If Marty Whelan isn’t presenting the thing, we look forward to him donning sequinned lycra for the actual competition. Bray’s Tristan MacManus has featured as a professional dancer on several seasons of Strictly Come Dancing and the US version of Dancing with the Stars, and better still is a very funny man, so he would make a brilliant judge. The fate of this all-ages show is in the hands of Larry Bass’s production company Shinawil, which will be making it instead of the axed Voice of Ireland.
The pursuit of the glitterball trophy will keep the tabloids going right through January and February. I’m quite excited myself.
My Mother and Other Strangers, BBC One
Set in Northern Ireland in 1943, this five-part BBC drama is co-financed by Northern Ireland Screen and written by Barry Devlin.
It stars Hattie Morahan and Owen McDonnell as the Coynes, a married couple who become two sides of a love triangle inevitably created when a “handsome and charming” American airman who looks terribly like Ken Cosgrove from Mad Men (Aaron Staton) arrives in their rural parish.
Eileen O’Higgins, who radiated as Saoirse Ronan’s Enniscorthy friend Nancy in Brooklyn, plays the oldest of the three Coyne children.
My Mother and Other Strangers comes from the high-pedigree drama department based at BBC Northern Ireland in Belfast, which is overseen by head of drama Stephen Wright.
RTÉ will be showing both this and another BBC commission, the EastEnders spin-off Redwater. This will be co-produced by Element Pictures and set in Ireland, presumably without invoking the stereotypes that dominated EastEnders’ infamous Irish episodes of 1997, which were all donkeys and drunkenness.
Then Comes Marriage?, RTÉ2
First comes love, then comes the reality television appearance. Then Comes Marriage? has invited couples to take part in “the ultimate relationship bootcamp”, which is apparently not marriage itself, but a mere two days in a luxury retreat under the surveillance of cameras and guidance of “Ireland’s leading relationship experts”.
Participating couples will complete a series of challenges aimed at getting to know their partner better. You don’t actually have to be engaged to take part.
If this sounds familiar, it’s because Then Comes Marriage?, made by Independent Pictures, originally ran as a pilot as part of RTÉ’s Format Farm “incubator” scheme, and it has now been commissioned for a run of six one-hour episodes.
RTÉ loves a good wedding, so let’s hope this show doesn’t put too many people off, or there won’t be anyone left to appear on Don’t Tell the Bride.
Lucy Kennedy vehicle, TV3
TV3 has been planning to put Seven O’Clock Show co-host Lucy Kennedy front and centre on her own show for a while now for the obvious reason that she is one of its biggest presenting assets.
Before she left TV3 Group earlier this year, ex-director of content Lynda McQuaid had been in negotiations with Adare Productions, the company that made Livin’ With Lucy for RTÉ from 2008 to 2010, about producing a new Lucy show, saying she wanted “something fresh”.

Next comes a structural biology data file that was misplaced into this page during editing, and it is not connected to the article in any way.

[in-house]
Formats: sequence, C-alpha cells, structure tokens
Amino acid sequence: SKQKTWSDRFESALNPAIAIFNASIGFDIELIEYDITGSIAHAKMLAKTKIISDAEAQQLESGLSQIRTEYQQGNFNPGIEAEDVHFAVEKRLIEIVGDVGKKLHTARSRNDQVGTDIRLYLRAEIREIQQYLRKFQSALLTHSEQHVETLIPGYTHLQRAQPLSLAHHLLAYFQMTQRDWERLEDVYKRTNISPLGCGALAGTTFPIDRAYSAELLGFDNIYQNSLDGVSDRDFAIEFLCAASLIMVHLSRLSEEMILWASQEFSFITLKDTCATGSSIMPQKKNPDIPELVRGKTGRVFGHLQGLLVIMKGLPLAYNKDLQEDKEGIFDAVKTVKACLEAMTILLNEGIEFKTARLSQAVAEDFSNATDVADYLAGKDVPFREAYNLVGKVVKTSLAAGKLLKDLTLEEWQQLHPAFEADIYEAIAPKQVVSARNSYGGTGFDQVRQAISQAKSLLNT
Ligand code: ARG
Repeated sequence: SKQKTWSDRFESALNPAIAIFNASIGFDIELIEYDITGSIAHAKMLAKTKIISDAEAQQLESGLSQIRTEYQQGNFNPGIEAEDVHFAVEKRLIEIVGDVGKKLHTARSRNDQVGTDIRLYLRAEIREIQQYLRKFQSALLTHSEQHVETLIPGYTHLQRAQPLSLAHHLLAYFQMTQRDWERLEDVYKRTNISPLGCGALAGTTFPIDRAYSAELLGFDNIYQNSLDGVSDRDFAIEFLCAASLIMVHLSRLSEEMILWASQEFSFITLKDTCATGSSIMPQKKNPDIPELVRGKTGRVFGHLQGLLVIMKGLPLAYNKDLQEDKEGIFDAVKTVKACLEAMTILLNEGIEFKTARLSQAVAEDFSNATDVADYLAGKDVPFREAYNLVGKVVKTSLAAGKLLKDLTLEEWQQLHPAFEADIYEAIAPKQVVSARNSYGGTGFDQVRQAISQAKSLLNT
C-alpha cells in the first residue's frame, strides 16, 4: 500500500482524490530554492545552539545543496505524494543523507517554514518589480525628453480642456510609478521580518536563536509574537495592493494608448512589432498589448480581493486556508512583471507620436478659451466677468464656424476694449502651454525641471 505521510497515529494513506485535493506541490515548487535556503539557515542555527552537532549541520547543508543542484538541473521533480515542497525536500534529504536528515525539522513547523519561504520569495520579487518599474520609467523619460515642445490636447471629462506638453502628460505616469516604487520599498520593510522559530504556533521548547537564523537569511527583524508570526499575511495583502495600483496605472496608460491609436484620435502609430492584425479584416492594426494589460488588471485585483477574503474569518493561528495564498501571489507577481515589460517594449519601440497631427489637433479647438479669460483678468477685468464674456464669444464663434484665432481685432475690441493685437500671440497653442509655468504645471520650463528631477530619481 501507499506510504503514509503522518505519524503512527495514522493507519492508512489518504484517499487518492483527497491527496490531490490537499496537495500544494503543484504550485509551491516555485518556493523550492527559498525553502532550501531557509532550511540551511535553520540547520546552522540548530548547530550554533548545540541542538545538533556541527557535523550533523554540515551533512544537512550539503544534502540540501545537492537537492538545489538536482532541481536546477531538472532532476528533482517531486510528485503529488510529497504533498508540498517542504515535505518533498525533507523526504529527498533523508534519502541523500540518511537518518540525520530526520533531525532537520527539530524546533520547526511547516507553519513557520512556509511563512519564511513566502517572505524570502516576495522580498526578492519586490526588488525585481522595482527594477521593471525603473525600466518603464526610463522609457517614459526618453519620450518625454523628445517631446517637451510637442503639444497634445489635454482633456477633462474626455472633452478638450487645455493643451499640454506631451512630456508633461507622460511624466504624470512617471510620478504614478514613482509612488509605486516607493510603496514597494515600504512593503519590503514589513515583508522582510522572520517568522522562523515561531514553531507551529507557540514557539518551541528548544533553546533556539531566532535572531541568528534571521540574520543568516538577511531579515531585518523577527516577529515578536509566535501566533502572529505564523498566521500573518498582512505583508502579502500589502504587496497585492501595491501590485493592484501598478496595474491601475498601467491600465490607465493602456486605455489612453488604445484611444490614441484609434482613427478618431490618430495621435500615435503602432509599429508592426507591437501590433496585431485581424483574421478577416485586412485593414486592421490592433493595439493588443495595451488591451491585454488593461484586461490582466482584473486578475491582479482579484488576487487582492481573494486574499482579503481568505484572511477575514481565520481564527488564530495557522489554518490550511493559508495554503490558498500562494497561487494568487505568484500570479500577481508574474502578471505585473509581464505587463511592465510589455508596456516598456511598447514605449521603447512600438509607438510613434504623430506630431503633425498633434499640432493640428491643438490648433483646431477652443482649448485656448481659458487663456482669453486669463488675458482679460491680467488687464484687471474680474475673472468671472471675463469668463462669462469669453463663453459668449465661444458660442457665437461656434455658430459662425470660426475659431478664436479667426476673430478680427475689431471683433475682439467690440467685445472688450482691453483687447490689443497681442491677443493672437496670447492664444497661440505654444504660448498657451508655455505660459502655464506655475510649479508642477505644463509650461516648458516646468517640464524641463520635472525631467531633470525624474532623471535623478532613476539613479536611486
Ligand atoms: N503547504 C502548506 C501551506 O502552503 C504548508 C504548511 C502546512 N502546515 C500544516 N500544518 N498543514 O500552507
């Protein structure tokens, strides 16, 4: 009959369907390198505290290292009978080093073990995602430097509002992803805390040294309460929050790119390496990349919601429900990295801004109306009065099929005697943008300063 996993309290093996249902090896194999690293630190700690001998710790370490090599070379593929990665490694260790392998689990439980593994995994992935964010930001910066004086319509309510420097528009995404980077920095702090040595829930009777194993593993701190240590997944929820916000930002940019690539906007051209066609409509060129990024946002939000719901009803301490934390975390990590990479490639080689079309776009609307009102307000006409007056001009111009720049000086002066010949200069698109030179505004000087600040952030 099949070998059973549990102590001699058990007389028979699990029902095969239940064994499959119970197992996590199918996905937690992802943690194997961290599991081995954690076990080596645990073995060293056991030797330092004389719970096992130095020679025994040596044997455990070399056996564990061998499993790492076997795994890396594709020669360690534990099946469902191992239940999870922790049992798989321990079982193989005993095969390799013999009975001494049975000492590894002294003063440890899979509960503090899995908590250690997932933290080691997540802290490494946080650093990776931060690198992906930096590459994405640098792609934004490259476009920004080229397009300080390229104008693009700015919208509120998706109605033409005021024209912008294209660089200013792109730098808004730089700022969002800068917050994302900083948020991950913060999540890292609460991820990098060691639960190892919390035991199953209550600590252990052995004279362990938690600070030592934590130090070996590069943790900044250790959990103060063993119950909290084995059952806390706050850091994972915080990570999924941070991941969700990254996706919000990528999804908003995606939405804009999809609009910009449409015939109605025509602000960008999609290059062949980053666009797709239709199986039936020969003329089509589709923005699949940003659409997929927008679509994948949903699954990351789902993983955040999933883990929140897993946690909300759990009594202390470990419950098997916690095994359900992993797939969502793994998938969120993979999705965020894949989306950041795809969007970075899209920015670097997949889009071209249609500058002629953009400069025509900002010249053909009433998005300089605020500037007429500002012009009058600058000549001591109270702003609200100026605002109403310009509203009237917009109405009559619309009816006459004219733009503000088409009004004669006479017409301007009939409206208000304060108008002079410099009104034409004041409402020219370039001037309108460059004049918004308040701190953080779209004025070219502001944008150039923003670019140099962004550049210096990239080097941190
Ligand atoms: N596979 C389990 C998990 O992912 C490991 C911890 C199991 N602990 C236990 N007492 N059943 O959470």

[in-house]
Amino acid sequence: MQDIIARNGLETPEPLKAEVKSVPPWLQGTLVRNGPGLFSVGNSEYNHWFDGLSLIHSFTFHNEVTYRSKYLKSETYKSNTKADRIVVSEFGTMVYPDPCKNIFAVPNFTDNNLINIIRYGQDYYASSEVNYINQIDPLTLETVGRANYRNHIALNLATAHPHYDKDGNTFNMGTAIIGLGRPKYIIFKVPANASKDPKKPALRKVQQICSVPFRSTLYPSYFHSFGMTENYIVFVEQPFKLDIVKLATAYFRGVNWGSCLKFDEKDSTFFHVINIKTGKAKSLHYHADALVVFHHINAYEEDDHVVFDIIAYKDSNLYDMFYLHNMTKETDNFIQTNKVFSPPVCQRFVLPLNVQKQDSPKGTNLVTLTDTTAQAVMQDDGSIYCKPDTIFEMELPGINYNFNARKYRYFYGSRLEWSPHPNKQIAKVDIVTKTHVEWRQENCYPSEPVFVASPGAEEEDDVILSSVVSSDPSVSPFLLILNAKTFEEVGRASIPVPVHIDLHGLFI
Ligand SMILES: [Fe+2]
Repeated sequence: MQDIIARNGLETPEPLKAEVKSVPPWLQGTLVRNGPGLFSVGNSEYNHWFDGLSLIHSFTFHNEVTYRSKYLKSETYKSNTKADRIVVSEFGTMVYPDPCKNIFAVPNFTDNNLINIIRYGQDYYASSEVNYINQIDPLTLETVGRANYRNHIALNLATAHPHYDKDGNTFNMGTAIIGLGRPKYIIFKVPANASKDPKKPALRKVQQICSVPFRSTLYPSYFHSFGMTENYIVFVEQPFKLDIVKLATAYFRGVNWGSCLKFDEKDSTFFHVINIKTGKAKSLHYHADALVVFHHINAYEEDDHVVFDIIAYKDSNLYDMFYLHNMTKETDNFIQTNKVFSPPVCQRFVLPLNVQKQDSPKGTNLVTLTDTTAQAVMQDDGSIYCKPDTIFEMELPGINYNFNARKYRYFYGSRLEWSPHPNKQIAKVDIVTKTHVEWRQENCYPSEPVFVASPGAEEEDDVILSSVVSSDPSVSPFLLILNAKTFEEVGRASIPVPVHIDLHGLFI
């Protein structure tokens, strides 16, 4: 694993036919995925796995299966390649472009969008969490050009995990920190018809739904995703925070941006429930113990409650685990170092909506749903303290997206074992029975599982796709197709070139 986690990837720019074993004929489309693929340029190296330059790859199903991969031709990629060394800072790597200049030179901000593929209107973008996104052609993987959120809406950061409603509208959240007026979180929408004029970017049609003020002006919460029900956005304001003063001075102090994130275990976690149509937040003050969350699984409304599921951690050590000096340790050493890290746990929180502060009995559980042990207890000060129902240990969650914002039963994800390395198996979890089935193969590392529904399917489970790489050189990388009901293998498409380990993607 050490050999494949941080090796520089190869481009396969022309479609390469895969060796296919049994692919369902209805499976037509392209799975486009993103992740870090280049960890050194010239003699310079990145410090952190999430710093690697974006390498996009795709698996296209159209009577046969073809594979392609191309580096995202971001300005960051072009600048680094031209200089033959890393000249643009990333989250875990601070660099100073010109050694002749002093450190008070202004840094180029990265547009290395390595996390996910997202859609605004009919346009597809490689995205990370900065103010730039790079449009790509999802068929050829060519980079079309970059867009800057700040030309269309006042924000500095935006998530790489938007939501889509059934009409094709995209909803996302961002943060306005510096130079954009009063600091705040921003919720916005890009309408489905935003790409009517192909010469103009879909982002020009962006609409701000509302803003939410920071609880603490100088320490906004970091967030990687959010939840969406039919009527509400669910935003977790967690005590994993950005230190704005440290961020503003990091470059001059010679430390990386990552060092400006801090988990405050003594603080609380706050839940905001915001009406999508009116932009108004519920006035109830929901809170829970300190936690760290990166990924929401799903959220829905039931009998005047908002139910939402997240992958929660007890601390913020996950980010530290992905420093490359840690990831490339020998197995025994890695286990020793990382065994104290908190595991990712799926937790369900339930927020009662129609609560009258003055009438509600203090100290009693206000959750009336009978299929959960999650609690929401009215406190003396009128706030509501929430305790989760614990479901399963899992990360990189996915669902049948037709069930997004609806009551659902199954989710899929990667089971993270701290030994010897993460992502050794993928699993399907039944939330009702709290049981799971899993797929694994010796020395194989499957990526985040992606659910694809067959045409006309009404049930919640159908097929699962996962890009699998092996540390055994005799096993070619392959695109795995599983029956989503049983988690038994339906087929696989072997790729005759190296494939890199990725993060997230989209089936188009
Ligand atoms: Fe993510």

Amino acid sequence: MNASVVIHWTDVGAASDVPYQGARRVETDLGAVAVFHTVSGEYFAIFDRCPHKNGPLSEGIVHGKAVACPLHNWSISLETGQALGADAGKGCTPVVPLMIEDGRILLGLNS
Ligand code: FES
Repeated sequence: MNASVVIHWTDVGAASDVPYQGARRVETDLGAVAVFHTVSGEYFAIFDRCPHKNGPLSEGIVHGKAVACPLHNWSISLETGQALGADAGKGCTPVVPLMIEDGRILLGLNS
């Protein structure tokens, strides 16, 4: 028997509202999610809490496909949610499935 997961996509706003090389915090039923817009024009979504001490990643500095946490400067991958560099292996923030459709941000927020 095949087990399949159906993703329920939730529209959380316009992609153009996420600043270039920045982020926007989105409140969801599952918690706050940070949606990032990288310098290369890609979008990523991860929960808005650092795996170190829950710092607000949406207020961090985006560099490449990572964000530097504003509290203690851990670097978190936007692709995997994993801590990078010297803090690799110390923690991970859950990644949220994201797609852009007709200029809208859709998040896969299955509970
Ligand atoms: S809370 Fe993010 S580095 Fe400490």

But the likelihood is the vehicle will have a similar format to Livin’ With Lucy, and possibly even the same name as this show, in which the presenter spent a weekend in the homes of various celebrities, eliciting their wisdom.
Kennedy, who is currently expecting her third child, has the right kind of wit and amiability to make this work, and it also seems a very good fit for TV3.
And two more for the future...
This three-part series from the team behind An Crisis and Crisis Eile is scheduled to go into production later this year. Viewers can expect an Irish-language musical drama that “follows one woman’s efforts to eliminate her husband with the help of an old flame”. Murder on the dancefloor?
Written by Antoine Ó Flatharta (Stella Days), Jive will be made for TG4 by Wildfire Films, the company behind one of the most-watched home-produced shows on Irish television last Christmas, the soap opera nostalgia-fest that was the one-off documentary Well Holy God It’s Glenroe.
Acceptable Risk, RTÉ One
When was the last time you saw a home-made conspiracy thriller on RTÉ? It can’t have been all the way back to Proof (2004/2005), starring Borgen’s own Sidse Babett Knudsen, can it?
The wait is not yet over, as Acceptable Risk is a long way off transmission, but here’s what we know. It has got six parts. It will be written by Ron Hutchinson, an Emmy-award winning LA-based screenwriter and playwright born in Northern Ireland.
And it will be produced for the broadcaster by Saffron Pictures, the company behind past RTÉ dramas Love is the Drug and the fact-based Whistleblower, and Soho Moon Pictures, which counts the superior documentaries Carol Morley’s Dreams of a Life and Aoife Kelleher’s One Million Dubliners on its CV. Pray for a satisfying ending.